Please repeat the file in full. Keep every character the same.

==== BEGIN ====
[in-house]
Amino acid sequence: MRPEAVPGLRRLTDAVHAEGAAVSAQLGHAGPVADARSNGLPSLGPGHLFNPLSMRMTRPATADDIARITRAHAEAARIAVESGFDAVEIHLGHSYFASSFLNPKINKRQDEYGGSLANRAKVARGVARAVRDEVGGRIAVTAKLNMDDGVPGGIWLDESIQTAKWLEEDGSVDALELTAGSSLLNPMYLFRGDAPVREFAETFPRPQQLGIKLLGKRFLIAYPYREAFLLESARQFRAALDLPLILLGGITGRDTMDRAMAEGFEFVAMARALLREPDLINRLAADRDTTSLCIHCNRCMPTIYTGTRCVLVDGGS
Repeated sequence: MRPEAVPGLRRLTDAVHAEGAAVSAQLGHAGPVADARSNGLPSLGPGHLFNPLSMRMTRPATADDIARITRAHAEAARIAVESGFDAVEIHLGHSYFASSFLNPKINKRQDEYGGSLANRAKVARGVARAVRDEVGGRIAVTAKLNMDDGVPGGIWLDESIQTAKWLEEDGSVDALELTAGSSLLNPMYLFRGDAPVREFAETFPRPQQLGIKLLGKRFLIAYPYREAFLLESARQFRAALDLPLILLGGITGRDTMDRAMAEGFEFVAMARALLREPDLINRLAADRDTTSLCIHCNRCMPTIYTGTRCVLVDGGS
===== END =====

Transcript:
[in-house]
Amino acid sequence: MRPEAVPGLRRLTDAVHAEGAAVSAQLGHAGPVADARSNGLPSLGPGHLFNPLSMRMTRPATADDIARITRAHAEAARIAVESGFDAVEIHLGHSYFASSFLNPKINKRQDEYGGSLANRAKVARGVARAVRDEVGGRIAVTAKLNMDDGVPGGIWLDESIQTAKWLEEDGSVDALELTAGSSLLNPMYLFRGDAPVREFAETFPRPQQLGIKLLGKRFLIAYPYREAFLLESARQFRAALDLPLILLGGITGRDTMDRAMAEGFEFVAMARALLREPDLINRLAADRDTTSLCIHCNRCMPTIYTGTRCVLVDGGS
Repeated sequence: MRPEAVPGLRRLTDAVHAEGAAVSAQLGHAGPVADARSNGLPSLGPGHLFNPLSMRMTRPATADDIARITRAHAEAARIAVESGFDAVEIHLGHSYFASSFLNPKINKRQDEYGGSLANRAKVARGVARAVRDEVGGRIAVTAKLNMDDGVPGGIWLDESIQTAKWLEEDGSVDALELTAGSSLLNPMYLFRGDAPVREFAETFPRPQQLGIKLLGKRFLIAYPYREAFLLESARQFRAALDLPLILLGGITGRDTMDRAMAEGFEFVAMARALLREPDLINRLAADRDTTSLCIHCNRCMPTIYTGTRCVLVDGGS